sunrise beach

A few weeks ago, I had my college orientation.

Before I say anything else, I want this to be clear: I am over-the-moon excited to be going to Belmont. The new friends I have made are so so so sweet, and the campus is beautiful, and I could not have picked a better place to go to college. (Once again, my new friends. Are. So. Awesome. You know who you are.)

That being said, when I got in the car with my mom after orientation ended, I burst into tears.

Yes, I cried. Like a little baby. I cried my eyes out, and my mom was confused, because I really had the best time with my new friends. But when she asked why I was crying, all I could say was, “I’m just not ready for college. I’m not ready to leave.”

I know, I know. I’m so lame. I admit it. But believe me, this “not ready to leave” feeling was completely out of the blue. I like being independent, and I always have – my parents can tell you that. I like going grocery shopping by myself, I like driving around alone for hours, I like sitting in coffee shops with my laptop and working on blog posts (ha.) The day my parents dropped me off at the Green Hills Mall with two of my friends for the first time by ourselves was probably the happiest day of my entire grade school career. I got my license the day after I turned 16, and that was only because my birthday was on a Sunday and the DMV wasn’t open then. I have always loved being independent. So this “scared to go to college” feeling was just as much a surprise to me as it was to my mom.

I’ve brought this fear/anxiety up to a few of my friends, and whenever I do, I feel slightly guilty and very inferior, because I’m moving 10 minutes away, and most of them are going 5+ hours away – some of them, 5+ hour plane rides away. I mean, I’ll have the same zip code. And for a while after orientation, that was all I told myself: You need to toughen up. Build a bridge and get over it. This is nothing. You are acting like a child. 

But as with most things that start to bother me, it didn’t stop. Every time someone brought up college, my heart beat a little faster. My hands got a little sweaty. Until finally, I realized that maybe instead of ignoring and stifling this fear, I should probably acknowledge that it was there and figure it out. So, my friends, here is what I discovered when I did just that:

In a month and a half, I’ll be moving into a dorm room. It may be in the same city I’ve lived in my whole life, and it may be on a really cool campus with some really cool people. But I am leaving the friends I’ve grown up with. I am leaving the home I’ve grown up in. I’m leaving the pretty yellow house with the big front yard and the playhouse in the back, the house where I once shared a bedroom with two of my sisters and where I wrote my first song and where so many of my friends slept over and raided our cabinets and sat on our counters (but my parents didn’t care because they’re the best ever.) I’m leaving the three dogs that bark too loud at all the neighbors but always get so excited when I walk in the door. I’m leaving my sisters, my 3 built-in best friends. I’m leaving Lauren, who drove me crazy when we rode to school together but is the most genuine person I know and is always just across the hall when I need advice on an outfit. I’m leaving Anna, who I can always count on to make me laugh and to still be awake when I get home late at night so that we can take funny snapchat vids and watch The Office together. I’m leaving Lilly, who thinks I’m the coolest thing ever because I’m the oldest and pretty much runs this family even though she’s 9 years old. And I’m leaving my parents, who listened to me cry a million times and sat through countless voice recitals and softball games and dance shows. Even though there were times I thought I wouldn’t (because I’m a teenager, of course)… I’m going to miss them like crazy. Pretty much everything blessing I have, I owe to them.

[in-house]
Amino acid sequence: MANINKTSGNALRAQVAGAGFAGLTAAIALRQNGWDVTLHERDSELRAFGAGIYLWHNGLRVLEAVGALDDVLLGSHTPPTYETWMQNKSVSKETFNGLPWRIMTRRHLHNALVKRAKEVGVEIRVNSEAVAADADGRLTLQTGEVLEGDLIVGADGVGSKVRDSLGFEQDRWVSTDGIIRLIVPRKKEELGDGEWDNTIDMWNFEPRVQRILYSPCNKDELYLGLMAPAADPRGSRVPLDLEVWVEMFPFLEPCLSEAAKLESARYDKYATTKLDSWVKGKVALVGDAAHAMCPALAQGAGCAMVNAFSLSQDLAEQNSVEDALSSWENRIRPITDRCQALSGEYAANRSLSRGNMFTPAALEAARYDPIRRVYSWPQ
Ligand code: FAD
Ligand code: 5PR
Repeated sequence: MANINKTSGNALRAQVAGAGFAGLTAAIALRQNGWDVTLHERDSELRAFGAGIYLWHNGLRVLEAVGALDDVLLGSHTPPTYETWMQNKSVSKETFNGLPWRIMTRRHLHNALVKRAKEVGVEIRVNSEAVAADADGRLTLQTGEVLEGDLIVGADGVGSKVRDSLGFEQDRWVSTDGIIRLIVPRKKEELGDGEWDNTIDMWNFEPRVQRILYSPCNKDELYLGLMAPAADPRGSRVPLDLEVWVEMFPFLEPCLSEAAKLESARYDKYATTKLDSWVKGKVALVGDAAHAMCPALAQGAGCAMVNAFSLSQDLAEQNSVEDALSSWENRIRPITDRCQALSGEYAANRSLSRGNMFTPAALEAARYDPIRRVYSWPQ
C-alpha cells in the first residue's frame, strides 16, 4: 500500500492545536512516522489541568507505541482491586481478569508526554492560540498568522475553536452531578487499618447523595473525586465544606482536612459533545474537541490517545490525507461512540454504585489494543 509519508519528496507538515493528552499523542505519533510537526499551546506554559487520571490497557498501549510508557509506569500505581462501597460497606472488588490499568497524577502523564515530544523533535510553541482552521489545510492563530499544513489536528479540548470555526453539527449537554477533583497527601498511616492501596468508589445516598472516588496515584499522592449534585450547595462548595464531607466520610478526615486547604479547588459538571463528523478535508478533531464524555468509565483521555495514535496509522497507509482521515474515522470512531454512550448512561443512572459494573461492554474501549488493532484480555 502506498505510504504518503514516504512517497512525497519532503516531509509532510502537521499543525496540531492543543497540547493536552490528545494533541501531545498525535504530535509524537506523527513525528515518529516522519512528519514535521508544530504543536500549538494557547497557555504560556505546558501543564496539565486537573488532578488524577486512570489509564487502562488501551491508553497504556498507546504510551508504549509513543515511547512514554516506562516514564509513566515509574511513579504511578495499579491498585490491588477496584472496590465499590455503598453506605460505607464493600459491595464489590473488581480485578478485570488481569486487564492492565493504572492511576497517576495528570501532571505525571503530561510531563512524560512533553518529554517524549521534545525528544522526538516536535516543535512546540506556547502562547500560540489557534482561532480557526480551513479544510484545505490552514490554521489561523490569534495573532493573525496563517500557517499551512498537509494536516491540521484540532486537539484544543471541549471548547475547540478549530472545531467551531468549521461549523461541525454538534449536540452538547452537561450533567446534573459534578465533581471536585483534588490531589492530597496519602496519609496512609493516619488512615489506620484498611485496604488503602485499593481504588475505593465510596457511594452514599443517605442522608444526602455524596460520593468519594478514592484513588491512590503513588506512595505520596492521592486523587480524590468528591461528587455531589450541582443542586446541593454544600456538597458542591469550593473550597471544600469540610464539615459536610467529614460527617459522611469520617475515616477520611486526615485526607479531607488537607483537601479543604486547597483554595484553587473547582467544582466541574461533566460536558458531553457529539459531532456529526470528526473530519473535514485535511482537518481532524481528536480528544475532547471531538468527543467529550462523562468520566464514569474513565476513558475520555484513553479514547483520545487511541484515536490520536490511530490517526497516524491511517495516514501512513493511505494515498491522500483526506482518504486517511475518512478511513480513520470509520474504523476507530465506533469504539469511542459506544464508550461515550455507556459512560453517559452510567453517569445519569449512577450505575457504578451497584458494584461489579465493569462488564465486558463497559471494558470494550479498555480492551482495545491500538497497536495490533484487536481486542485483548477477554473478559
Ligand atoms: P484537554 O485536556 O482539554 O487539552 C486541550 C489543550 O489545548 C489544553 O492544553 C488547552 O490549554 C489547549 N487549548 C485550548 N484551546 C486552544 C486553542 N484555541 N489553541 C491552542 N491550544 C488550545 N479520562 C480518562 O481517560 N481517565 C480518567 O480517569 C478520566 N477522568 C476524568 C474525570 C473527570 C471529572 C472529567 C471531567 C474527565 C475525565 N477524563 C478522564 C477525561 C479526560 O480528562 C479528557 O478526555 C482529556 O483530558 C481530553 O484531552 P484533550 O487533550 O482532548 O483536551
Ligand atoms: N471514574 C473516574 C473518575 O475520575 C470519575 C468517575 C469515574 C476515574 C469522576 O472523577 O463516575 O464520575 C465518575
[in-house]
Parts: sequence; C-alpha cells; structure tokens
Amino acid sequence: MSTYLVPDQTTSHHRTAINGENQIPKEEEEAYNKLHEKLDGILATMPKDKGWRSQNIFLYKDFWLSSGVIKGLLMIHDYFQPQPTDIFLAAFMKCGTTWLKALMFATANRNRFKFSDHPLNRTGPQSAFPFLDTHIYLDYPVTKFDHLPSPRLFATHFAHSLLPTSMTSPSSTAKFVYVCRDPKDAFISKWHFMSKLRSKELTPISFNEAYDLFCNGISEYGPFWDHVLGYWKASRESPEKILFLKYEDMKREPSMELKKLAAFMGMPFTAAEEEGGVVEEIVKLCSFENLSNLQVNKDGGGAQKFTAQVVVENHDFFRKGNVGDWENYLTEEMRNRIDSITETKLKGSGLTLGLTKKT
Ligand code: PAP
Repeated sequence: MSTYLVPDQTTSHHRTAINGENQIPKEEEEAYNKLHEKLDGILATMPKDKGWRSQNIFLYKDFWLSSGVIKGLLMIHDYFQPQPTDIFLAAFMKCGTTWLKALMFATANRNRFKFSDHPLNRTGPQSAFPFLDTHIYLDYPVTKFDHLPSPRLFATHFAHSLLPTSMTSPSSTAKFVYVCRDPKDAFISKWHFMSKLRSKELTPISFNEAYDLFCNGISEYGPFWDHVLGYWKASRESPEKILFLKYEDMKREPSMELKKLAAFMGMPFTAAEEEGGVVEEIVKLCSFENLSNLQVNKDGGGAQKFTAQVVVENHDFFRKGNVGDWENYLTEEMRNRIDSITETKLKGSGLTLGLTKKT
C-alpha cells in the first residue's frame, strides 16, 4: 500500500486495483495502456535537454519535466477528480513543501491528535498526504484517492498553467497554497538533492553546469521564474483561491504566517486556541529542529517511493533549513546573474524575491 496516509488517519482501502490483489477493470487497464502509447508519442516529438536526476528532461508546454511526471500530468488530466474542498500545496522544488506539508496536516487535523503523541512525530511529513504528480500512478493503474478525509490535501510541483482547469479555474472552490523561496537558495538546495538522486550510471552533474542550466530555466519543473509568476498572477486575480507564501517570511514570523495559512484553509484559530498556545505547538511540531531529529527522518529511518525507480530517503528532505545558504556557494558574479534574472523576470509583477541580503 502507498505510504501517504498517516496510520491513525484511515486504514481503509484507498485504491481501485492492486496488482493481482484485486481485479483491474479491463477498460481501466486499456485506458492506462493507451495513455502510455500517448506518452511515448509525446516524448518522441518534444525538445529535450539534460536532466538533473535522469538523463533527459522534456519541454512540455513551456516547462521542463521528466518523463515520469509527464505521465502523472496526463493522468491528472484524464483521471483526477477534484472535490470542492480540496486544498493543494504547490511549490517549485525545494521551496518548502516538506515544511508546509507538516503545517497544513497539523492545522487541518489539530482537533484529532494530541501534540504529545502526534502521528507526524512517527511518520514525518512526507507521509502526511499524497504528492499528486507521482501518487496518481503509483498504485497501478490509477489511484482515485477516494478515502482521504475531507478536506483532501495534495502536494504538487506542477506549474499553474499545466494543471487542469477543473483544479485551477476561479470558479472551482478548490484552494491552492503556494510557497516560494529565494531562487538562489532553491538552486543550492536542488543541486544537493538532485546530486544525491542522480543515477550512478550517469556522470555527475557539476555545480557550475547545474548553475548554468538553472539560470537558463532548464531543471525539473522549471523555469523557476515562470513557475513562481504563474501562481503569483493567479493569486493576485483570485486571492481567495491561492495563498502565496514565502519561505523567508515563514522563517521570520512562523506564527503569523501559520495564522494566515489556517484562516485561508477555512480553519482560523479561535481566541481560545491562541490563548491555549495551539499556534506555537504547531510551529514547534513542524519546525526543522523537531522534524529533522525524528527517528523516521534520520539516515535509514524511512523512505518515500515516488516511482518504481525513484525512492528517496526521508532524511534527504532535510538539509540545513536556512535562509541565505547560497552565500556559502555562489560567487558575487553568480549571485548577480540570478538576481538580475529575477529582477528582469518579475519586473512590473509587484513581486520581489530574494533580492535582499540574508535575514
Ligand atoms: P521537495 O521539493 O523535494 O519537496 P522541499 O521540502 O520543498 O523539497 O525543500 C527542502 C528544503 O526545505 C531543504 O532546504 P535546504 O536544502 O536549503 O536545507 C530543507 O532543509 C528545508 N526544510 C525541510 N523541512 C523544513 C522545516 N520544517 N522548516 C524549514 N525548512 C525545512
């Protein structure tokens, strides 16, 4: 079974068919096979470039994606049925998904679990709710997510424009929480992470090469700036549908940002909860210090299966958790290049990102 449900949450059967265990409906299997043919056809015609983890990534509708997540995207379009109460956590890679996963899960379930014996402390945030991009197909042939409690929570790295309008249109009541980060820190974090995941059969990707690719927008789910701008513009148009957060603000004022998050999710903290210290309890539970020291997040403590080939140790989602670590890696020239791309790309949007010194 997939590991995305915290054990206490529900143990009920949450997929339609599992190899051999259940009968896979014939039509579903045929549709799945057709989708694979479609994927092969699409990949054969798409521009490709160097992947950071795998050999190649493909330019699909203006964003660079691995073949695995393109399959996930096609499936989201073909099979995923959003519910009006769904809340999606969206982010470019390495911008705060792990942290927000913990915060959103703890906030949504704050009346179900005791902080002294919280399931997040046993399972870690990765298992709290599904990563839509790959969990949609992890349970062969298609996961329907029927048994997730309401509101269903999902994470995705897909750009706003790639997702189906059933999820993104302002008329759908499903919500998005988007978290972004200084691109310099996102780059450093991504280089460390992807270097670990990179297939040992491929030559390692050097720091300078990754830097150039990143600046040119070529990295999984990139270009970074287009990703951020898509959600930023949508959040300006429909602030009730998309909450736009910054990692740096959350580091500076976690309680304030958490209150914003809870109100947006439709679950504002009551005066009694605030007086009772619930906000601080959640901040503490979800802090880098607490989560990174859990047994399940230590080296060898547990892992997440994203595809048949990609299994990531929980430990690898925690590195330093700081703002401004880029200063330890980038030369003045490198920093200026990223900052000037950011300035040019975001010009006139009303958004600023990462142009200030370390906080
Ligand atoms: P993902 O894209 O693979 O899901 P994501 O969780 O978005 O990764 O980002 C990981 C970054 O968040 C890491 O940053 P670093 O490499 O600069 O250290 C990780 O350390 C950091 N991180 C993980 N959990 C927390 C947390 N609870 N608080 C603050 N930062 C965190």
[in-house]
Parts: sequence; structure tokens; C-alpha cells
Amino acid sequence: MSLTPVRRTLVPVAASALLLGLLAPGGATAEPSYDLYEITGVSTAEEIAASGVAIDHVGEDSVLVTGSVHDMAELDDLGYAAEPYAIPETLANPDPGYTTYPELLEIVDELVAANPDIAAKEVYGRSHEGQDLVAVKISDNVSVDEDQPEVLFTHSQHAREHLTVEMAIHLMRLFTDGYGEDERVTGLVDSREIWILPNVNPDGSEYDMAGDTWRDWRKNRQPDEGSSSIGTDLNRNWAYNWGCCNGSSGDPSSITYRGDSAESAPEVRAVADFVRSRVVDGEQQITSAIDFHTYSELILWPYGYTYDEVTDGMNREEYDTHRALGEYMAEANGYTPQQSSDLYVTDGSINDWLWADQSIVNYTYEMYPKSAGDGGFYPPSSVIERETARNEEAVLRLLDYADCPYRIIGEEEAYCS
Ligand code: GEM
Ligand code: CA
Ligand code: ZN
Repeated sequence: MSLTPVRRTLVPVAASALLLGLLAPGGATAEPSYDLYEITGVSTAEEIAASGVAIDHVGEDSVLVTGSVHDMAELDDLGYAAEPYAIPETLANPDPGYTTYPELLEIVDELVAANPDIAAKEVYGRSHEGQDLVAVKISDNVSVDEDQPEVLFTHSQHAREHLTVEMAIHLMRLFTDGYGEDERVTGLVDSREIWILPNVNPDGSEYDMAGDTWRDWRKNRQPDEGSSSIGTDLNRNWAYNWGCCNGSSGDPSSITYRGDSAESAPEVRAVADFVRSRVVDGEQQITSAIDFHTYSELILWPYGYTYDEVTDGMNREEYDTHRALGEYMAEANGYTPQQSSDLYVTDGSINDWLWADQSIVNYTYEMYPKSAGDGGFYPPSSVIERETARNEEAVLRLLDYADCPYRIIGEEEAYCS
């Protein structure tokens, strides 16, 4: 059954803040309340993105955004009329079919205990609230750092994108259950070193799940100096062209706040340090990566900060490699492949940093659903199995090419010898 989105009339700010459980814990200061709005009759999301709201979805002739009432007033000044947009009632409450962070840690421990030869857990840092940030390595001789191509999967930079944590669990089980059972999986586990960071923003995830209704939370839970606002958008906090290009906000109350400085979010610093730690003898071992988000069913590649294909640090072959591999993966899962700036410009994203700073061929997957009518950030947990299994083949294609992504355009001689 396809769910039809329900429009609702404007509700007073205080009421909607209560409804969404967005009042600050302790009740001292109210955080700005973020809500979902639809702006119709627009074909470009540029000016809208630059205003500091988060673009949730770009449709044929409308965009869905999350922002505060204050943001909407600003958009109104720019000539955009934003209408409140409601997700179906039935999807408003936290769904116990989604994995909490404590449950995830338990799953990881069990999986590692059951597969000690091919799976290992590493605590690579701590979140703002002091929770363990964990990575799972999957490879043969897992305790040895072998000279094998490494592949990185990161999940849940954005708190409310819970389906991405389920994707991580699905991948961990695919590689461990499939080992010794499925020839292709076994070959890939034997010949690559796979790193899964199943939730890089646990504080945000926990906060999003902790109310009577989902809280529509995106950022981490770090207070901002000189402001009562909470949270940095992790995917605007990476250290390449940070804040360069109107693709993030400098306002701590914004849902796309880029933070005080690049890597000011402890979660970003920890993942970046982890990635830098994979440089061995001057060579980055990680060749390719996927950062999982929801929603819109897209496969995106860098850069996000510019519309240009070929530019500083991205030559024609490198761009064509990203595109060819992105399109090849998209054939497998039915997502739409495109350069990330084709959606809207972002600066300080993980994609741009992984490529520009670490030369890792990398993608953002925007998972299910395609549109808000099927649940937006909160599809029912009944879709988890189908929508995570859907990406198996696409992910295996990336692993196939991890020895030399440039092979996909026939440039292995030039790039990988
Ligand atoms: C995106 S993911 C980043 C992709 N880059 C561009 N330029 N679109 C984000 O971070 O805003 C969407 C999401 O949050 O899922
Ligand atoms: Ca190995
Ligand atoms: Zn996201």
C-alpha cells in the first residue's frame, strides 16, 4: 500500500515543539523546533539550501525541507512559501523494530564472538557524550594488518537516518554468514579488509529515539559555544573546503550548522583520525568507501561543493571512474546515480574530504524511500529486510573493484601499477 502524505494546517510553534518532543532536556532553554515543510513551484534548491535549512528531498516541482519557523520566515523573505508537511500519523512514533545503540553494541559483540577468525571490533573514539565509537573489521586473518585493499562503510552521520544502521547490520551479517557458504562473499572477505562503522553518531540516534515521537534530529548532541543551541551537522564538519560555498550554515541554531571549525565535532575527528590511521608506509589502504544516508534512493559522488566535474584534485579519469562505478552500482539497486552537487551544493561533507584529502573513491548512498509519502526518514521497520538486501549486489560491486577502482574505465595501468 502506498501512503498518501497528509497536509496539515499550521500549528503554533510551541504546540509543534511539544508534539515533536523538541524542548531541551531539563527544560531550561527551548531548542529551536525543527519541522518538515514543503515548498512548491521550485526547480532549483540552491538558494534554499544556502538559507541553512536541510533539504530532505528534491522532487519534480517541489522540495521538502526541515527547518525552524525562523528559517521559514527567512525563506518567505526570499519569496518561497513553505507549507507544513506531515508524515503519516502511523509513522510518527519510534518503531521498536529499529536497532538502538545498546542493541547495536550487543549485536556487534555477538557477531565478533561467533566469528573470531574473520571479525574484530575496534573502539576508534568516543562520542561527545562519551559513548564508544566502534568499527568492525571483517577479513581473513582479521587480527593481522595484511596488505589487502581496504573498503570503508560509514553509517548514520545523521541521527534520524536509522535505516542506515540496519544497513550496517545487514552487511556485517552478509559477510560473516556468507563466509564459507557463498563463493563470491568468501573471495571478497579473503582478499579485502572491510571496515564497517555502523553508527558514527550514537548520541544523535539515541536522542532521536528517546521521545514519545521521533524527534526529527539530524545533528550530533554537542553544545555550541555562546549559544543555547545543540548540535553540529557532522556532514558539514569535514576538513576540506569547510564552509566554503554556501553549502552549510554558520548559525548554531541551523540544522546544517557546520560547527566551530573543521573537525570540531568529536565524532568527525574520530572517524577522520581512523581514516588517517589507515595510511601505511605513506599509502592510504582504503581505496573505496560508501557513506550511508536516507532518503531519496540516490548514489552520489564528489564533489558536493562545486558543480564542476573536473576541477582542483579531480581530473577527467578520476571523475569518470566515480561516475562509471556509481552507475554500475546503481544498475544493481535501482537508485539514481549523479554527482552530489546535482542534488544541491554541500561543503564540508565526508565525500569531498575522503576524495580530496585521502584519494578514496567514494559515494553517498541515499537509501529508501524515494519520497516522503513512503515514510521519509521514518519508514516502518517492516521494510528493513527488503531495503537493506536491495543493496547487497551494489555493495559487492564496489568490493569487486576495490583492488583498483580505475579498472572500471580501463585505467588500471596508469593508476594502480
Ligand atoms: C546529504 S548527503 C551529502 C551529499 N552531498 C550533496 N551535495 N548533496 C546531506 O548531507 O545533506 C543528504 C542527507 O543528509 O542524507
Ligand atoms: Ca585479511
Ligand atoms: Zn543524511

So, there it is. I’m leaving pretty much everything I’ve ever known. And frankly, I’m terrified. Change is exciting and adventurous and fun, but change is scary as heck. It’s sad, too. It’s sad to know that the memories I’ve made in this house will remain, but that the memories I will continue to make in this house are numbered.

All right, so there has to be a happy ending to this story, right? There has to be some revelation that everything is going to be okay and that college could very well, and will most likely be, the time of my life, right? Haha, you know me, friends. Of course there is.

On the last day of CMA Fest, I took my new roommate downtown to show her around a little and to see Old Dominion at the Riverfront. If any of you have ever been to a CMA Fest show at the Riverfront, you know this: it’s miserably hot, there is absolutely nowhere you can move without bumping into a sweaty old man with his shirt off or a woman wearing a tank top that says “Country BOY Shake It For Me” and a cowboy hat, and it’s hard to even hear the music with all of this going on around you. That said, I did my best, because I just really love Old Dominion. And I heard a song called, “Song for Another Time.” I leaned over to my roomie Julia and said, “What song is this? I’ve never heard it.” She told me, and I forgot about it for a little while, until I was in my car a few days later. The title had stuck with me, so I looked it up and listened to it. And yes – you guessed it, I cried.